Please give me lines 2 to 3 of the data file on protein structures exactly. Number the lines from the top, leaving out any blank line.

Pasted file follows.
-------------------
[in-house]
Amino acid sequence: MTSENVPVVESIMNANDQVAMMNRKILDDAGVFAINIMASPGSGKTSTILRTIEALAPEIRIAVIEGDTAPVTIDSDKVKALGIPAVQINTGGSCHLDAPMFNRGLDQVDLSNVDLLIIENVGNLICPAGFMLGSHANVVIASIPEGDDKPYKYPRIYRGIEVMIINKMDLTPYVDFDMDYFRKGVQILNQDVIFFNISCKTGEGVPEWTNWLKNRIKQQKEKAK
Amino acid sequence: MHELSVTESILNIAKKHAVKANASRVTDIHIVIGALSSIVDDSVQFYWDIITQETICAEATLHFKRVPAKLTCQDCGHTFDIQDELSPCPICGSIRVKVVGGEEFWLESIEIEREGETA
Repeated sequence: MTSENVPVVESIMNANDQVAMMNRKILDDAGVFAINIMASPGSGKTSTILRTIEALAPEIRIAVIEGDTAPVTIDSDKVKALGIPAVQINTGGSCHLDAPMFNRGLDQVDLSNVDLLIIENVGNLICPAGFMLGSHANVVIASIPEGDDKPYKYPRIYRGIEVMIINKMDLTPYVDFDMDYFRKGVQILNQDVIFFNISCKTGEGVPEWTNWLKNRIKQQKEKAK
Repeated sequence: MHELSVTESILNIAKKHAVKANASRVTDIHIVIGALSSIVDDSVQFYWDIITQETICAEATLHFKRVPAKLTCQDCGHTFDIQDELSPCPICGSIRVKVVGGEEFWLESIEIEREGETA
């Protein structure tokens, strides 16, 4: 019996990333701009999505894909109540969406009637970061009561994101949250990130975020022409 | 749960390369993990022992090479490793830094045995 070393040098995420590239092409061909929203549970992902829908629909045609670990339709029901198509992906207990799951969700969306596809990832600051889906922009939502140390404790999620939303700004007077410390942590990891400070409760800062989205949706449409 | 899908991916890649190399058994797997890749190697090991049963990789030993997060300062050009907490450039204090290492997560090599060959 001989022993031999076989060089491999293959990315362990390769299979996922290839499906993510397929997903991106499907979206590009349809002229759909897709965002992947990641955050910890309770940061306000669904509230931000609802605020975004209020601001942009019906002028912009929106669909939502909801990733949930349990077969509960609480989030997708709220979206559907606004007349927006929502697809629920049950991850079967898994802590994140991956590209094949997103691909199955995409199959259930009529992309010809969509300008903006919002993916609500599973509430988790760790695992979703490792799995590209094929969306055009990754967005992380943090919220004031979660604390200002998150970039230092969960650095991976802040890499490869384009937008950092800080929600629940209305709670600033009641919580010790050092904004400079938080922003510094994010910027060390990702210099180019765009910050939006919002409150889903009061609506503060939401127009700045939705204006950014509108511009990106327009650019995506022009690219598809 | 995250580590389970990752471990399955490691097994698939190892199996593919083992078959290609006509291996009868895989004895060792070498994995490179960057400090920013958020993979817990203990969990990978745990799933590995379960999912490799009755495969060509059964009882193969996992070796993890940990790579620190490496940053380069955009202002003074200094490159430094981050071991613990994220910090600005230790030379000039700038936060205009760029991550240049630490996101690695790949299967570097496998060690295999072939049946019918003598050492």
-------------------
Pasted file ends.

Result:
Amino acid sequence: MTSENVPVVESIMNANDQVAMMNRKILDDAGVFAINIMASPGSGKTSTILRTIEALAPEIRIAVIEGDTAPVTIDSDKVKALGIPAVQINTGGSCHLDAPMFNRGLDQVDLSNVDLLIIENVGNLICPAGFMLGSHANVVIASIPEGDDKPYKYPRIYRGIEVMIINKMDLTPYVDFDMDYFRKGVQILNQDVIFFNISCKTGEGVPEWTNWLKNRIKQQKEKAK
Amino acid sequence: MHELSVTESILNIAKKHAVKANASRVTDIHIVIGALSSIVDDSVQFYWDIITQETICAEATLHFKRVPAKLTCQDCGHTFDIQDELSPCPICGSIRVKVVGGEEFWLESIEIEREGETA